River Logic
River Logic, Inc. > Blog > Business Intelligence > Now Six Thousand Models – and Counting!

Now Six Thousand Models – and Counting!

An update to a blog I wrote back in 2011 titled “Two Thousand Models – And Counting!”

It’s been two years since I last checked, so I just queried my laptop to see how many model files I currently have.  Not surprising, at least to me, the count is now 6,103.  That is SIX THOUSAND different optimization-mathematical programming-prescriptive analytics models, or however you prefer to classify any model designed to solve a business problem by maximizing or minimizing some criteria.

The list of models span many industries: agriculture, banking, cement, chemicals, consumer products, defense, education, energy, food & beverage, forest products, healthcare, logistics, general manufacturing, mining, oil & gas, retail, steel, telecom and many others.

Ok, I admit that many are derivative models, or models based on prior models.  The number of truly unique models is much fewer – maybe only a thousand, give or take a few hundred.  Still, a derivative model doesn’t mean just a copy or “throw away” never to be used again.  That would completely minimize their importance and disregard the time and effort spent on each one.

For example, a new model is often named something like ‘2014 base plan’.  Once refined and validated, it usually leads to many additional targeted, “what-if” scenario models like ‘2014 base plan with plant 5 closed’ and ‘2014 base plan with Industrial product prices +10pct’.   And those models can evolve into other models, as necessary.  ‘2014 base plan’ might eventually become ‘2015 base plan’, and so on.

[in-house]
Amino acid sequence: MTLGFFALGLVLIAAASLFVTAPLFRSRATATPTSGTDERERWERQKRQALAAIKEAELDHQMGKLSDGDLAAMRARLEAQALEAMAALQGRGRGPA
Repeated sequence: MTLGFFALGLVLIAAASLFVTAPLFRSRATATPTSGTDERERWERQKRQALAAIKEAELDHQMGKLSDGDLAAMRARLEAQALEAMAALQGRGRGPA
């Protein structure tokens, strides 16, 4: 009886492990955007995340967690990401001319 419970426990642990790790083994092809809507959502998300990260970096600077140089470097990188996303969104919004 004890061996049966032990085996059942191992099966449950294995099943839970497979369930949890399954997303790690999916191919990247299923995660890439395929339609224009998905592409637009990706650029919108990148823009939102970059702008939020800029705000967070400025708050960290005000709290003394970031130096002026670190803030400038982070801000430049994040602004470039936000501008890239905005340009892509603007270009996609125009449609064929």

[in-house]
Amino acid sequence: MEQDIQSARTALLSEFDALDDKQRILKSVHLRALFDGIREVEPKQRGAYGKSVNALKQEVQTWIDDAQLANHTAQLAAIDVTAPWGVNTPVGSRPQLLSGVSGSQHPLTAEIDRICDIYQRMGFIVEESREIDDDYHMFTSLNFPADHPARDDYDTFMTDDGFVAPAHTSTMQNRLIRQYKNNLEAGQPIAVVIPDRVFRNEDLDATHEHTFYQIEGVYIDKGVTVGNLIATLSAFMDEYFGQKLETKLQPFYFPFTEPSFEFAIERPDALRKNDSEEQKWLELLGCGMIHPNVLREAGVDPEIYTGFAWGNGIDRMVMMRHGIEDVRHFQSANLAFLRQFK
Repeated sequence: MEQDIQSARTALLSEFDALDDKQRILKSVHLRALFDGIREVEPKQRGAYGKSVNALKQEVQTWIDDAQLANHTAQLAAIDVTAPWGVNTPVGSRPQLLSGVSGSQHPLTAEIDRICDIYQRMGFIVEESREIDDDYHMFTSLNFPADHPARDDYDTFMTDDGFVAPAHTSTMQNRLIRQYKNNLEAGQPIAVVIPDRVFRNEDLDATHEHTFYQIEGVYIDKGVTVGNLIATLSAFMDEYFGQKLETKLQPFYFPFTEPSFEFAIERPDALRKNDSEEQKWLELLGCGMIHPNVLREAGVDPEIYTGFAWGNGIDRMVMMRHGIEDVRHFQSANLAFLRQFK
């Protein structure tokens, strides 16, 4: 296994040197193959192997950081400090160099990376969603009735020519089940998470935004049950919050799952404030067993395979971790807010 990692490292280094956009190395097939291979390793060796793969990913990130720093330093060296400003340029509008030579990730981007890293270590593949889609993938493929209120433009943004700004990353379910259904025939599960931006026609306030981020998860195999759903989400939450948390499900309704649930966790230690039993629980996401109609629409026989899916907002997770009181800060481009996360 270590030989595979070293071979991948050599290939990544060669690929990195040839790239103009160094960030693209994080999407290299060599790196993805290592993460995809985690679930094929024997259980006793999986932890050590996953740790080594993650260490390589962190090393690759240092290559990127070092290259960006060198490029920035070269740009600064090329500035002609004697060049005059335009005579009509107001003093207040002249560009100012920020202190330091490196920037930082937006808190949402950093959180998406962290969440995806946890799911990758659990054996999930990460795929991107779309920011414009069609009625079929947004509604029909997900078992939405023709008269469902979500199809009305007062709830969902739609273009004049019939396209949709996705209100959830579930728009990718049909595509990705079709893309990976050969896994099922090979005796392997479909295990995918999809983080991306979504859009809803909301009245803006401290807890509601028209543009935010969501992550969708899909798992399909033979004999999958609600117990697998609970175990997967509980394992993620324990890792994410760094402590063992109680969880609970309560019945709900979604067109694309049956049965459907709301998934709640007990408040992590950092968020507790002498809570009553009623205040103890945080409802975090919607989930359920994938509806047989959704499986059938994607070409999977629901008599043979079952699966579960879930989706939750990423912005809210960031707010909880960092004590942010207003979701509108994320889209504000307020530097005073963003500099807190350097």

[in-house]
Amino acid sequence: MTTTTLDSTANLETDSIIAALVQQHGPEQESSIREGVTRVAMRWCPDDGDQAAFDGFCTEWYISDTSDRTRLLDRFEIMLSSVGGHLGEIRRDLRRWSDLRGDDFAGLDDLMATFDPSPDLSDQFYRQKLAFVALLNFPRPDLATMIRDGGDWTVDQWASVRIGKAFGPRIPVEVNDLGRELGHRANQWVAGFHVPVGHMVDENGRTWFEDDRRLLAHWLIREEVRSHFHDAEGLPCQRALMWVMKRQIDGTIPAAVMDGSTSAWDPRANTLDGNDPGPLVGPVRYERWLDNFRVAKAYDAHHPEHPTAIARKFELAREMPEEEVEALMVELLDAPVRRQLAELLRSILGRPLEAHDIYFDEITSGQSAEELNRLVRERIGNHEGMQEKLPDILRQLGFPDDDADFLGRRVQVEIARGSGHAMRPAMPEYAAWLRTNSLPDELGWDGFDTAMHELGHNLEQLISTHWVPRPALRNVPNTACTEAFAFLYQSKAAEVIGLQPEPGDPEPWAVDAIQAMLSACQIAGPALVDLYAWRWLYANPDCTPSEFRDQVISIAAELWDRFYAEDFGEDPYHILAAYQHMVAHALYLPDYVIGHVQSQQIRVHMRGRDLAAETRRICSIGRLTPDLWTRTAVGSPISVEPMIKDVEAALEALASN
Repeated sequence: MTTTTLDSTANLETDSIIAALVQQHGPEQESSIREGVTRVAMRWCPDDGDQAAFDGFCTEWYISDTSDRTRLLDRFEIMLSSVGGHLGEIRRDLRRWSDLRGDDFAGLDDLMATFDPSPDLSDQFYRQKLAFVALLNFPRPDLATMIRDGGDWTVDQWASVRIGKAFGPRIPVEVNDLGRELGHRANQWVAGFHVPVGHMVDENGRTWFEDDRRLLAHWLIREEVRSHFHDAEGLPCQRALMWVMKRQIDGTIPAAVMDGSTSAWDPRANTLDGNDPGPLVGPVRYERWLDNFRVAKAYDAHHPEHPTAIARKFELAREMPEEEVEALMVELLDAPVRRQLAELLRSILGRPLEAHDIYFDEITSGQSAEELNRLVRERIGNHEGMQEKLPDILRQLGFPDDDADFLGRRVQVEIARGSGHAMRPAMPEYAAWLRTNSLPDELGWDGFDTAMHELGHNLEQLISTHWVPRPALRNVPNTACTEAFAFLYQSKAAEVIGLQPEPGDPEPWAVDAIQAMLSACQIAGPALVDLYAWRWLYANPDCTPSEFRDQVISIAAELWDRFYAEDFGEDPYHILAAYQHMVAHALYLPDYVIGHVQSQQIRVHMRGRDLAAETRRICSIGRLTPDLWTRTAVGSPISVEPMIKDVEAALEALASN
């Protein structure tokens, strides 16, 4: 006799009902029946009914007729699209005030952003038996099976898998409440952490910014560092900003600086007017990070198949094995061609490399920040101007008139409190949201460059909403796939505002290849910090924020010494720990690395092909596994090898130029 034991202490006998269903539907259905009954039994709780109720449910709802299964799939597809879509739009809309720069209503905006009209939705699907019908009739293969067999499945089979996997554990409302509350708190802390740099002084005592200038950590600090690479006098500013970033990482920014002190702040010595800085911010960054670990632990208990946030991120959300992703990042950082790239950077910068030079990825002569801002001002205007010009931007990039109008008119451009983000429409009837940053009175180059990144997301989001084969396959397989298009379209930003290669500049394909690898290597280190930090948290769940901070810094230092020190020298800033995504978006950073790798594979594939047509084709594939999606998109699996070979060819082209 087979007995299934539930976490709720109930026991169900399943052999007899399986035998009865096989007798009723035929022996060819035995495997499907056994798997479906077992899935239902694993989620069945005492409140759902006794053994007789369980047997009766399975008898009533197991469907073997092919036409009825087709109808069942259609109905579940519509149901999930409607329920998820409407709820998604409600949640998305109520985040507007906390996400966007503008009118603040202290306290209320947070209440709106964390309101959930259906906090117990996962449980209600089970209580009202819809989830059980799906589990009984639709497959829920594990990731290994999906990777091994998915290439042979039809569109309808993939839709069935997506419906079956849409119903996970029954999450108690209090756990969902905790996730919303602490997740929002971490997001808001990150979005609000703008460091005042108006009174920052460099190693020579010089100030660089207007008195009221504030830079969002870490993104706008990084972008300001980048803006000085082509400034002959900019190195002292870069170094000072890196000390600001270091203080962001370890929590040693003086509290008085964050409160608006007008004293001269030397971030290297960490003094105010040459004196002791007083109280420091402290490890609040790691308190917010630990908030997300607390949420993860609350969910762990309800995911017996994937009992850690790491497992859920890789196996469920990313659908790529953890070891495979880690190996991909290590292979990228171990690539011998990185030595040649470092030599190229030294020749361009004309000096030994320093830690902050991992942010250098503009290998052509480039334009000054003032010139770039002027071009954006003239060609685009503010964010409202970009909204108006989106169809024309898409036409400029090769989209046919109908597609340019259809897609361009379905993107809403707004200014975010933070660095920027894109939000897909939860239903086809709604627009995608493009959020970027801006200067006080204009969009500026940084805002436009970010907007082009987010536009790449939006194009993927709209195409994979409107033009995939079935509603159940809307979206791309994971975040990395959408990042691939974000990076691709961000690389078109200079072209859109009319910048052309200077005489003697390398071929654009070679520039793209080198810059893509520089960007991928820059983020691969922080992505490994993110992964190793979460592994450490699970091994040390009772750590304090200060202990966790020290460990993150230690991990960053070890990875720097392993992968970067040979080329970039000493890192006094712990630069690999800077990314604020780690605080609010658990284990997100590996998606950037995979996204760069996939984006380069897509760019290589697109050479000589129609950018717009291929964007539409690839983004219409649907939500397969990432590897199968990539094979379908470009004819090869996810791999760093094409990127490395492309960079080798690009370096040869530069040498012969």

Compared to a base model, a scenario model always requires some additional modification, whether it’s changing the actual model structure (constraints and/or variables); data (objective function, coefficients, or limits), or both.  Creating a scenario often means new import and export tasks, queries, dashboards, and reports.  This all takes time, effort, domain knowledge, training, and capabilities.  None of this could happen without a well-designed platform and an established process.

What I’m referring to is a radically different approach to prescriptive modeling; a unique process that has proven to bring substantial value to our customers over many years.  A process where a consulting partner using a small team of subject matter experts and modelers can build, analyze, and use a fully working model in just 4-5 weeks.  A whole new universe of short and medium term projects is available that was not possible using prior tools (even Excel).  And, it allows our partners to share models as templates so their users can easily learn/interpret and expand what others have done before. 

Let me describe this another way: all 6000+ models in my possession differ only due to customization (using a drag-and-drop visual UI); configuration (using wizards); and data (using nearly any available source).  For a truly solution-based approach, this is the only way it can work.  Rules required to create the underlying equations must be part of the base software and not custom-coded and stored as part of each model’s definition.  This is a critical point because any model, even one created years ago, can still be upgraded to the latest software version.  Indeed, I have models built over 10 years ago that are still relevant and useful today!

Share |

2 Responses to “Now Six Thousand Models – and Counting!”

  1. Prae says:

    Cool! I’m curious what it looks like. Is the UI intuitive and sleek? Is it available on smartphones?

  2. Eric Kelso says:

    Ms. Prae, thank you for your questions!

    Yes, building a model in Enterprise Optimizer is very easy. It only requires drawing a picture using a palette with a few objects. The model can then be linked to Excel, SAP, and other database systems. EO users cannot create models on their iPhone or other smartphone, but they can do many other things and check the status of running EO Server jobs.

Leave a Reply